The impact of gold mining on indigenous women in North Canada

This is an image of the Nunavet Territory in Northern Canada. The photo by IamNotUnique is available under a Creative Commons Licnese.

A report on the impact of resource extraction on Inuit Women and Families in Qamani’tuaq, in northern Canada, has revealed that while gold mining in the locality has created some jobs, it has also created hardships for women. The women interviewed in the report state that there has been an increase in substance abuse, discrimination and cases of sexual violence. They want ‘to see more benefits for the whole community rather than for certain individuals.’

This study is also an interesting example of how project-level reporting and revenue transparency could benefit women. The mining company in question makes royalty payments directly to Inuit organisations that are to go to the benefit of the community, including on projects that meet women’s needs. Yet the community has nothing to show for it and there is no information available as to how the revenues have been spent. Project-level reporting would enable members of the community to hold their organisations to account for how the revenues are spent.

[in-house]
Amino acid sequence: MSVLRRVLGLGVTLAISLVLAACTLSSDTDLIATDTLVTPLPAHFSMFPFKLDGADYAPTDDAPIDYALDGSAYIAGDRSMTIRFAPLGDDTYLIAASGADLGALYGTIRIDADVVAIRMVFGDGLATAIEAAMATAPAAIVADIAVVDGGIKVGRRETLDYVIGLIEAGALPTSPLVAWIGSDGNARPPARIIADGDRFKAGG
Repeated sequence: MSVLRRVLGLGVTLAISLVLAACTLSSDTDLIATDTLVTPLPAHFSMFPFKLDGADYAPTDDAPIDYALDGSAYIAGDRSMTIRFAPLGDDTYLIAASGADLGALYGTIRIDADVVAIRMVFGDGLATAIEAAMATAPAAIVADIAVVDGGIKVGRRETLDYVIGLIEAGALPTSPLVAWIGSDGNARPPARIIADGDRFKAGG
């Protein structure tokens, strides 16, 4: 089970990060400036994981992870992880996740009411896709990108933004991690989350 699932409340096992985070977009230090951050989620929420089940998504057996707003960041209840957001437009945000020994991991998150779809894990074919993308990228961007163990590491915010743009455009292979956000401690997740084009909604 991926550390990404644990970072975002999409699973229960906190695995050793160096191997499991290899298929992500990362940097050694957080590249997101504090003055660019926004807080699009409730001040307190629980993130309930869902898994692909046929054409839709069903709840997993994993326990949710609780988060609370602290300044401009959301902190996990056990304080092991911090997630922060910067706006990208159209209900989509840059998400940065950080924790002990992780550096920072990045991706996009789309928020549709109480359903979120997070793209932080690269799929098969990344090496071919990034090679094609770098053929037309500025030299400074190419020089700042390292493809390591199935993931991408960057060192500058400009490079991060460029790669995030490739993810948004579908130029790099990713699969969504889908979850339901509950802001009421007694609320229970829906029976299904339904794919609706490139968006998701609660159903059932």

Read an article about this report or the full report itself – The impact of resource extraction on Inuit women and families in Qamani’tuaq, Nunavut Territory.

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1 Response to The impact of gold mining on indigenous women in North Canada

  1. Pingback: Women affected by mining | International Women in Mining Community

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